Rachel Jeantel, the woman who was on the phone with Trayvon Martin when the confrontation with George Zimmerman began, accepted radio host Tom Joyner's college scholarship offer Thursday.
"I will. I'm blessed and I just want to thank him," she said during an appearance on HLN's "Nancy Grace."
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As a witness for the prosecution in Zimmerman's murder trial, Jeantel, 19, stirred up controversy on the stand with her dress, her speech, and her combative manner. Her slang terms and heavy accent drew a lot of criticism from the public.
"I didn't think [her testimony] was very credible
, but I felt very sorry for her," Juror B37, one of the six women on the jury, told Anderson Cooper Monday. "I think she felt inadequate toward everyone because of her education and her communications skills."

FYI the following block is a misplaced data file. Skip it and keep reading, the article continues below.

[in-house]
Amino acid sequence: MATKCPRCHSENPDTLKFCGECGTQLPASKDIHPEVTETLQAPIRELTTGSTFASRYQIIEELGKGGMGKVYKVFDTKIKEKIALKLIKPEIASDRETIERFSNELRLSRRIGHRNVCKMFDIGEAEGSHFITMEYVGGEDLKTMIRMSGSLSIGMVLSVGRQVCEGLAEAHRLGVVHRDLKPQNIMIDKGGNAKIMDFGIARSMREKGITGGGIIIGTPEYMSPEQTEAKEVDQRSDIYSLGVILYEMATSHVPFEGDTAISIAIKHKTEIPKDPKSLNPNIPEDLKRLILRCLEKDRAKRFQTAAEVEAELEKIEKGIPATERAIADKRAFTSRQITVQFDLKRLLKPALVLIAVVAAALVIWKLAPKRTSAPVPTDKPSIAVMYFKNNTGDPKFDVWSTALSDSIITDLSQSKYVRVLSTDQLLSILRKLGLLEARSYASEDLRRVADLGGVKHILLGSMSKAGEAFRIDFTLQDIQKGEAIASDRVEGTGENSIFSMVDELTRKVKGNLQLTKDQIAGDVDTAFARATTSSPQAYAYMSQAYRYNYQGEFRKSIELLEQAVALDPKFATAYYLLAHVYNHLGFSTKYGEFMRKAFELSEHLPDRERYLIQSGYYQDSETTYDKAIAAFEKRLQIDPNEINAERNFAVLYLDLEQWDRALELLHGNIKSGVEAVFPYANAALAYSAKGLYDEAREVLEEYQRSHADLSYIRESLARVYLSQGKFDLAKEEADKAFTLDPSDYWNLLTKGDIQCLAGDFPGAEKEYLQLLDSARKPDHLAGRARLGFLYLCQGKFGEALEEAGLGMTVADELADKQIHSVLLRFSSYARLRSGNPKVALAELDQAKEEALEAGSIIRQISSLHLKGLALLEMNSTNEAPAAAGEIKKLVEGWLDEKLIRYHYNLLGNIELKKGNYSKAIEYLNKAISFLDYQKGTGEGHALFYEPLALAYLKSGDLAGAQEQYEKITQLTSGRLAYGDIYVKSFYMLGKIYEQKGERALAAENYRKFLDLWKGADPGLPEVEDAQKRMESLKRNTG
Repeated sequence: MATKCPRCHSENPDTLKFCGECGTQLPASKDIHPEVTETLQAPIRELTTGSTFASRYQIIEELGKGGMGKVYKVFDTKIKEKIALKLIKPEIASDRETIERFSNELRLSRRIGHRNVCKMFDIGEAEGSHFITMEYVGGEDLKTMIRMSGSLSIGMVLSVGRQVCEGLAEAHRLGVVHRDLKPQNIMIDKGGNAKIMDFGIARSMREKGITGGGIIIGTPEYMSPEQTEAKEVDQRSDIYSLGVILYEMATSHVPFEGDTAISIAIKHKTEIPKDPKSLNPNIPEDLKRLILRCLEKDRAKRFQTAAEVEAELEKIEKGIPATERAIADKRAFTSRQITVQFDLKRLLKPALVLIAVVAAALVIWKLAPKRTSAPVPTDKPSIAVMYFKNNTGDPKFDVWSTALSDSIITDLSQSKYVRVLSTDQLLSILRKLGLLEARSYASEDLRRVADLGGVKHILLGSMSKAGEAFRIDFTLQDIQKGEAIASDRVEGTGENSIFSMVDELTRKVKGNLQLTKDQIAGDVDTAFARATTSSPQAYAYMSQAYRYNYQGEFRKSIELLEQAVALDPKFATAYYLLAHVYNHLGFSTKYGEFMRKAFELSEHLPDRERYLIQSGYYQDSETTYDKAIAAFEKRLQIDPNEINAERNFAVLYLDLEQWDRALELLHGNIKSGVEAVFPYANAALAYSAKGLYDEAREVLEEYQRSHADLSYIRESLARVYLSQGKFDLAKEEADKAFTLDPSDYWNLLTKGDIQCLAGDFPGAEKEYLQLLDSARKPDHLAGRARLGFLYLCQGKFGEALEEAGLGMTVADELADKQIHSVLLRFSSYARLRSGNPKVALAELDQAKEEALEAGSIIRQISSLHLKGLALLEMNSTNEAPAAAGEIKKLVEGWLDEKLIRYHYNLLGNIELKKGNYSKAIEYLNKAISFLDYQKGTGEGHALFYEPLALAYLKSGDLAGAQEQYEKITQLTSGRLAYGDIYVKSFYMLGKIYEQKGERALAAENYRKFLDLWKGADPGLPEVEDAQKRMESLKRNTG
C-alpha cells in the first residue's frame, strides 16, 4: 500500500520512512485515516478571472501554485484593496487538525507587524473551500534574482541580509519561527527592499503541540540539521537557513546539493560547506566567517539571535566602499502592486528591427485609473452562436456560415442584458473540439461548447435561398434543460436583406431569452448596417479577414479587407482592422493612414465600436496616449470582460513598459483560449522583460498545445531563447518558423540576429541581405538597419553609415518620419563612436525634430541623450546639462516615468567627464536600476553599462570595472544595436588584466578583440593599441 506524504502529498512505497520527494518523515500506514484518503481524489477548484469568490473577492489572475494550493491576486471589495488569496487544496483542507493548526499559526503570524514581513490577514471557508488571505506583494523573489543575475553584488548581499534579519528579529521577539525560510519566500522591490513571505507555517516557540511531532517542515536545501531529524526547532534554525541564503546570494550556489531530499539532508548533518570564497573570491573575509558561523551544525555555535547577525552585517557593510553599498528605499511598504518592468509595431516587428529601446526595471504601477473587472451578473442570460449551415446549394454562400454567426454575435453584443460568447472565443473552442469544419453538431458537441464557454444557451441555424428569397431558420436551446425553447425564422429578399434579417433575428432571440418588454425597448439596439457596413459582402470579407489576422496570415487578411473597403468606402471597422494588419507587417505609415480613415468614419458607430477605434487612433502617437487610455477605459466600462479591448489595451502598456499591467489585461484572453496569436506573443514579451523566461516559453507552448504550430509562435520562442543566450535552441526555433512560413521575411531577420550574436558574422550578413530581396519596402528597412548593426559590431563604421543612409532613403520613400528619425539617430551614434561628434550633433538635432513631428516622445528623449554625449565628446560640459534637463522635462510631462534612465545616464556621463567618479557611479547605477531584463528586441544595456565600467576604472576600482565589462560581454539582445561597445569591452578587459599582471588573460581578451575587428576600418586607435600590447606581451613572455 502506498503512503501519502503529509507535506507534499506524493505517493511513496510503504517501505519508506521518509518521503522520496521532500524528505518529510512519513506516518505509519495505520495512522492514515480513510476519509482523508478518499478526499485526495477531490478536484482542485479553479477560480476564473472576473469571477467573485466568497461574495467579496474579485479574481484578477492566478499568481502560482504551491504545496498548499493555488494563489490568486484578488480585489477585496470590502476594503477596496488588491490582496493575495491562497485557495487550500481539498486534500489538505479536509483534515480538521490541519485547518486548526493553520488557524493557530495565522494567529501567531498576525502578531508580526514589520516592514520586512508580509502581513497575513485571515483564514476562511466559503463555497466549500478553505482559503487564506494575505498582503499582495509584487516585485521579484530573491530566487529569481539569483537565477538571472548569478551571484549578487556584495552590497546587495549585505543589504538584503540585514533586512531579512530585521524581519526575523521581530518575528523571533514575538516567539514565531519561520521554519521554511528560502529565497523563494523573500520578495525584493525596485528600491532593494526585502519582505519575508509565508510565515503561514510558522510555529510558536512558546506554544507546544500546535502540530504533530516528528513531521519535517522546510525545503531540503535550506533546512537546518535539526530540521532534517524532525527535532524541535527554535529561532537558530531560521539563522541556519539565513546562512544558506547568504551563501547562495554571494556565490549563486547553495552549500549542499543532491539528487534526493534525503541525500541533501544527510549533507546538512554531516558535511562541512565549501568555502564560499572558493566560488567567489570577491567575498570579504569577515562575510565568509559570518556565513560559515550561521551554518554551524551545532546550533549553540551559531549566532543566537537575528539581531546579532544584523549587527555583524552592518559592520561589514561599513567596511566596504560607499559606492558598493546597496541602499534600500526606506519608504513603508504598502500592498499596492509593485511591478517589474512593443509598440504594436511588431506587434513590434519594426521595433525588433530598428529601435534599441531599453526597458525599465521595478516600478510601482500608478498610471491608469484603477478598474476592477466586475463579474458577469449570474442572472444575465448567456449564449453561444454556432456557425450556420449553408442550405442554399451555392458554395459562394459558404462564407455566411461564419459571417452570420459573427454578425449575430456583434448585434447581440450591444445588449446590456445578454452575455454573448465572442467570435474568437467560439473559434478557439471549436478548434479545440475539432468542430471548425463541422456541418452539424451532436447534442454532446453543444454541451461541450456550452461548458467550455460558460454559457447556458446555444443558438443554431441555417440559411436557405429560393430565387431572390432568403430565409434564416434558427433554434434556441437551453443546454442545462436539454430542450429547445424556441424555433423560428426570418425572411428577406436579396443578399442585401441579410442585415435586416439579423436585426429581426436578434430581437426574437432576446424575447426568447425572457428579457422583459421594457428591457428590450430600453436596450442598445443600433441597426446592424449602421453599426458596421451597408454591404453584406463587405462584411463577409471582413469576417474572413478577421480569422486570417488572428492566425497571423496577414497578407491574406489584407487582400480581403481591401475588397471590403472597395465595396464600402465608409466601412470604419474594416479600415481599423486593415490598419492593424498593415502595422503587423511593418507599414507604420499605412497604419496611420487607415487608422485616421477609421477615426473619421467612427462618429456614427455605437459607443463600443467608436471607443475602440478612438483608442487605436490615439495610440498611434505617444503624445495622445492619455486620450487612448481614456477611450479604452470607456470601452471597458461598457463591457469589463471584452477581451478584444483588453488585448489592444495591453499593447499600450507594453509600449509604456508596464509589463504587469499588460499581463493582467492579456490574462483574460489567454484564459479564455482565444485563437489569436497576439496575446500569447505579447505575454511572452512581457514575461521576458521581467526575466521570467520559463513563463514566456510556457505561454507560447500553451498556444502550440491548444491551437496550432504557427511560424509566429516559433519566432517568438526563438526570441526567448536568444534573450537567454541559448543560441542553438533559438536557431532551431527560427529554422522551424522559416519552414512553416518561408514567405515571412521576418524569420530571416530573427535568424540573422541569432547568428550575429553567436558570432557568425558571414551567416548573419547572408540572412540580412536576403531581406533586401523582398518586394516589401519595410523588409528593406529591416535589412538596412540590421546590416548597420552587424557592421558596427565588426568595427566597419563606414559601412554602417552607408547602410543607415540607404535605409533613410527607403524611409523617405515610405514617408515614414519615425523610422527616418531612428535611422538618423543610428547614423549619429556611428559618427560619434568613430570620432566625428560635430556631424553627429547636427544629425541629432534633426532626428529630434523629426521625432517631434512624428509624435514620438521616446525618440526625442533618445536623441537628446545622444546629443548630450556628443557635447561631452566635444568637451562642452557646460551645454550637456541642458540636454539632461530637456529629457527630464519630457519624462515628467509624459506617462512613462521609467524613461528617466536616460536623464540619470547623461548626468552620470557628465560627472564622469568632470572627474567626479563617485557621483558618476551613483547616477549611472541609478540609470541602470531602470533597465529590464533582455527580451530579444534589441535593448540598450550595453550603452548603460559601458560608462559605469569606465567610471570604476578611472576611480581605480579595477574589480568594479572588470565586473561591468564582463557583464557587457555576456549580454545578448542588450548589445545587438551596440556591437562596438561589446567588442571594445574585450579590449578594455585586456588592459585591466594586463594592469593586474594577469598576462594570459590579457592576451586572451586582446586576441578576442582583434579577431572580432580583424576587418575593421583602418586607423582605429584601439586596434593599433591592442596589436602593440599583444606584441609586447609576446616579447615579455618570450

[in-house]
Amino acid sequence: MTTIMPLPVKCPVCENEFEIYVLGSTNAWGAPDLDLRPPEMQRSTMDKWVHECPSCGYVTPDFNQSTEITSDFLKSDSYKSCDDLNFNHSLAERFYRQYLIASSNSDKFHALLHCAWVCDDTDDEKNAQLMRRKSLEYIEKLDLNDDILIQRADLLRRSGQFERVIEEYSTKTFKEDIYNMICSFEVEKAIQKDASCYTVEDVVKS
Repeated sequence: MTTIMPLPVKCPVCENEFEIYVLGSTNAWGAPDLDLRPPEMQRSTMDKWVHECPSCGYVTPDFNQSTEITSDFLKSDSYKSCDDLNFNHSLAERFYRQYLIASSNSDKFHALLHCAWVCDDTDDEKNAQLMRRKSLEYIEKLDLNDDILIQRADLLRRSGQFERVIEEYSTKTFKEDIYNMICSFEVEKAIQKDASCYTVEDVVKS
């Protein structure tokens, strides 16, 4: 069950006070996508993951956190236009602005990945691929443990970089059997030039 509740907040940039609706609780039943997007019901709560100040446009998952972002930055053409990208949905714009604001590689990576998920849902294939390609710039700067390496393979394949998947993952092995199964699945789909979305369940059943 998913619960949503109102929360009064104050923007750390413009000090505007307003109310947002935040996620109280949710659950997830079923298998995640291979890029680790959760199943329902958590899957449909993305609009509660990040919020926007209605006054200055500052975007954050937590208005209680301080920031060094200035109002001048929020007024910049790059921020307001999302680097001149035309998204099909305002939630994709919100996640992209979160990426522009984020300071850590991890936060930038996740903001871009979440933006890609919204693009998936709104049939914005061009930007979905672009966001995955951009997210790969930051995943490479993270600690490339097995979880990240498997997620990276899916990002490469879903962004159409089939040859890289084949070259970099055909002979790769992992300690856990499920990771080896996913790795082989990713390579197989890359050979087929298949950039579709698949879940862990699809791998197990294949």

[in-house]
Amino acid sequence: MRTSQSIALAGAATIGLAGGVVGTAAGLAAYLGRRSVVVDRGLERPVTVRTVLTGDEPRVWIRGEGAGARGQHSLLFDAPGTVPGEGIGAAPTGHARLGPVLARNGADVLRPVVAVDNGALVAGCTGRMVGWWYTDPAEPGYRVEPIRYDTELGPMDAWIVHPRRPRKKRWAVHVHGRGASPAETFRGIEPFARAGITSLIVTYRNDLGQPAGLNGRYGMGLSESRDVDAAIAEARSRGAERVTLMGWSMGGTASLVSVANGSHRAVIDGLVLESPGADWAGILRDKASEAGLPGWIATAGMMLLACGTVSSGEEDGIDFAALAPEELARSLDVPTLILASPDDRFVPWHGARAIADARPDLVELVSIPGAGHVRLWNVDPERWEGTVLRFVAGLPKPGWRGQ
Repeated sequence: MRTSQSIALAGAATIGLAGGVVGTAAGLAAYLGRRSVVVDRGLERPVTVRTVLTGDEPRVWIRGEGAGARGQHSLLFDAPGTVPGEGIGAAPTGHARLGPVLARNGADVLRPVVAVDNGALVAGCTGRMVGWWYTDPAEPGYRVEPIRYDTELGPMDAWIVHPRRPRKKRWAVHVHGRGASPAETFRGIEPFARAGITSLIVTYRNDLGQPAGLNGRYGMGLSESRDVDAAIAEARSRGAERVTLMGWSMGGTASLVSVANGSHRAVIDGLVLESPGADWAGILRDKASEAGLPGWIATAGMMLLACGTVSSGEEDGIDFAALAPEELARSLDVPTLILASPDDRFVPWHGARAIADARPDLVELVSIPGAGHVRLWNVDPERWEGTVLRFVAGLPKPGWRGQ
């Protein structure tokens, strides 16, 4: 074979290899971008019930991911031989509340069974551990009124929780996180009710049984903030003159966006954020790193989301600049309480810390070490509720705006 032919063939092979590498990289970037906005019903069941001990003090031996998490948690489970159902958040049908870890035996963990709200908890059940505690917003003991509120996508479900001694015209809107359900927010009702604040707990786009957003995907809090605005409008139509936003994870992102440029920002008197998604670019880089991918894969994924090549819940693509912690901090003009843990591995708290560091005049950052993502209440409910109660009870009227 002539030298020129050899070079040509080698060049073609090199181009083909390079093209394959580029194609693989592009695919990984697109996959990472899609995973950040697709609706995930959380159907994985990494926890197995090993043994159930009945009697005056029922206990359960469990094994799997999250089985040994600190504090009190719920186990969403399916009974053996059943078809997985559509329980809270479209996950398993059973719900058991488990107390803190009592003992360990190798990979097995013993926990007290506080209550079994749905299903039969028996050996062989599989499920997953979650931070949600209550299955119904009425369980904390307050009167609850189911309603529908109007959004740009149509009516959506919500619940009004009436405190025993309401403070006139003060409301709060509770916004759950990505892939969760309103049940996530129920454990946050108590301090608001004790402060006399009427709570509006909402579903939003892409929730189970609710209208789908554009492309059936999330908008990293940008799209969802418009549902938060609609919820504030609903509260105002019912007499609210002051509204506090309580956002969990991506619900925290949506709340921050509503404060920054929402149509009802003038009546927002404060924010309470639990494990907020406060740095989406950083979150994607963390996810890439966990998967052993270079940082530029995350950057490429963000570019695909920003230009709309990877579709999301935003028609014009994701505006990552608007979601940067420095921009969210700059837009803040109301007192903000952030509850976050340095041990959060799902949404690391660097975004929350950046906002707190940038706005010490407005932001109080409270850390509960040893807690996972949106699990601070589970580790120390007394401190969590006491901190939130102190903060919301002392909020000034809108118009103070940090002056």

Joyner said Jeantel first piqued his interest when she testified.
"When she testified, the reaction to her testimony was very troubling to me," Joyner told News One.
"People were criticizing her and her education and communication skills. The way the lawyer was just beating her up on the stand just really moved me."
Jeantel began to make the media rounds this week after Zimmerman was acquitted of all charges in the fatal shooting of 17-year-old Martin Saturday. When she appeared on Joyner's radio show Tuesday, he offered her a full ride to any historically black college or university.
"You stand a better chance at success if you have a college education. If you go to a historically black college, you stand a better chance of being successful because at an HBCU you're not just a number, you're family. And when you're expected to succeed, most likely you will," Joyner said.
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